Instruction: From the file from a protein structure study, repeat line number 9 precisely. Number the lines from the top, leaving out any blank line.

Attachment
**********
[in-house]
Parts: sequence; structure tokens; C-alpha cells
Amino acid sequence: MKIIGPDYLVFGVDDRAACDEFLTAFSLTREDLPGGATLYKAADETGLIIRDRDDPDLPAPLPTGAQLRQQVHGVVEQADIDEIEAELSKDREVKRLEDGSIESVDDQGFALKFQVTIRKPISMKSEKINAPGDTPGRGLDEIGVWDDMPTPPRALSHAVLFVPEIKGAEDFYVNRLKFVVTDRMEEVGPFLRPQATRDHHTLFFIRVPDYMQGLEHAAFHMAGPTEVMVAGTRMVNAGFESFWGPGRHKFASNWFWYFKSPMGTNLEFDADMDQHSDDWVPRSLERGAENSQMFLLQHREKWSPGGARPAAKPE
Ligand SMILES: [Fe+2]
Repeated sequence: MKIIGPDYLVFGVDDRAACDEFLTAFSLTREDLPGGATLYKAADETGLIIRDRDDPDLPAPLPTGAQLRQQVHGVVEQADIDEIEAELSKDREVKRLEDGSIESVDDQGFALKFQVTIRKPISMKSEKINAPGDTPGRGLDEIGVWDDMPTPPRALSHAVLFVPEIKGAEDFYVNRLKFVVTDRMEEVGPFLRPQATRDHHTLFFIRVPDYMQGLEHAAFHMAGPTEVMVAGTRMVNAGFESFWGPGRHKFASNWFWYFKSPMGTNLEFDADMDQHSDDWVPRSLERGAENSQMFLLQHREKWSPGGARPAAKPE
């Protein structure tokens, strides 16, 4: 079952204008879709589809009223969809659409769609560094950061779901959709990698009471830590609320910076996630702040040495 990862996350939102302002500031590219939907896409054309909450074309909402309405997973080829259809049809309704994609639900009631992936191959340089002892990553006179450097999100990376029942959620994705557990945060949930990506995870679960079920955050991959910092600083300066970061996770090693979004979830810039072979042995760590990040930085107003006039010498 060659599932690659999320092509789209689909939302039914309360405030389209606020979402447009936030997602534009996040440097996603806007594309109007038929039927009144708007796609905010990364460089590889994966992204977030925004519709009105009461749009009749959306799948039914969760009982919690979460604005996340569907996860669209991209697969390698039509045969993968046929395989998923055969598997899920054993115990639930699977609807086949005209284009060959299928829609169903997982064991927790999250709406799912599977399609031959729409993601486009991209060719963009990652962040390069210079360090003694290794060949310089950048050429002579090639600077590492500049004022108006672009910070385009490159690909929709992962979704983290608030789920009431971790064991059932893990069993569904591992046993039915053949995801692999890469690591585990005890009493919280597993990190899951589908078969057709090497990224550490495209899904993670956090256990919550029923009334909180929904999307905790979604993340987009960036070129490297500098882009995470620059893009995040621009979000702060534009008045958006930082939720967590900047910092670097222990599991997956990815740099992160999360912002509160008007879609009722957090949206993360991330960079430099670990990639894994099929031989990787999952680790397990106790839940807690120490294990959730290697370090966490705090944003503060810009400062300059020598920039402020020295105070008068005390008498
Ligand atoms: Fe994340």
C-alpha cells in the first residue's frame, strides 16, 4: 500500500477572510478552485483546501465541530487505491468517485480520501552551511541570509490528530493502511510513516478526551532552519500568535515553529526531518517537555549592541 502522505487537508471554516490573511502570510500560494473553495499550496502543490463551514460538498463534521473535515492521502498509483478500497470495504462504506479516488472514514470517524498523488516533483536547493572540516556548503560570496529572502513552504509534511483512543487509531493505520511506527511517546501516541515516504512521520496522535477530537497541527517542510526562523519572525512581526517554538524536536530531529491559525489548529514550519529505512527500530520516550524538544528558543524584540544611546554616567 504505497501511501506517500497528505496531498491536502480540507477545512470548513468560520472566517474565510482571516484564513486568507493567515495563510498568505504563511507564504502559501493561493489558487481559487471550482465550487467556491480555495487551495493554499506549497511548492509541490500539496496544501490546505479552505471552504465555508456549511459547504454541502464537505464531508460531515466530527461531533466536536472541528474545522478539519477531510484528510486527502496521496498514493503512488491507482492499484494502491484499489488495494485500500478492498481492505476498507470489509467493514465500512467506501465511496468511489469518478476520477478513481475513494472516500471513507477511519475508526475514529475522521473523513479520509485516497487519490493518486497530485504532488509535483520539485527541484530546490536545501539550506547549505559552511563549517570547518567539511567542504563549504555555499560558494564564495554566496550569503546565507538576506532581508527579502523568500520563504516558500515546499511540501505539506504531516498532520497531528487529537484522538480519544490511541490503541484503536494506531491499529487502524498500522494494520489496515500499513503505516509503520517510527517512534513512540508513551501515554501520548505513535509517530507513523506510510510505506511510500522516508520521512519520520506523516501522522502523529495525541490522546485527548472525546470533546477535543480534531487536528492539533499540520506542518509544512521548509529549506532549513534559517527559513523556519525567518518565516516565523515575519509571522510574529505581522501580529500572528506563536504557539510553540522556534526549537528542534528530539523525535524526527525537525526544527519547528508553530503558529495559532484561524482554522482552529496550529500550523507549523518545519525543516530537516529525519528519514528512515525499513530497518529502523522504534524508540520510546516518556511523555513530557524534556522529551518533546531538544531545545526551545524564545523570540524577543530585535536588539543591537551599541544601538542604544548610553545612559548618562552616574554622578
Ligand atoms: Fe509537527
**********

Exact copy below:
Ligand atoms: Fe509537527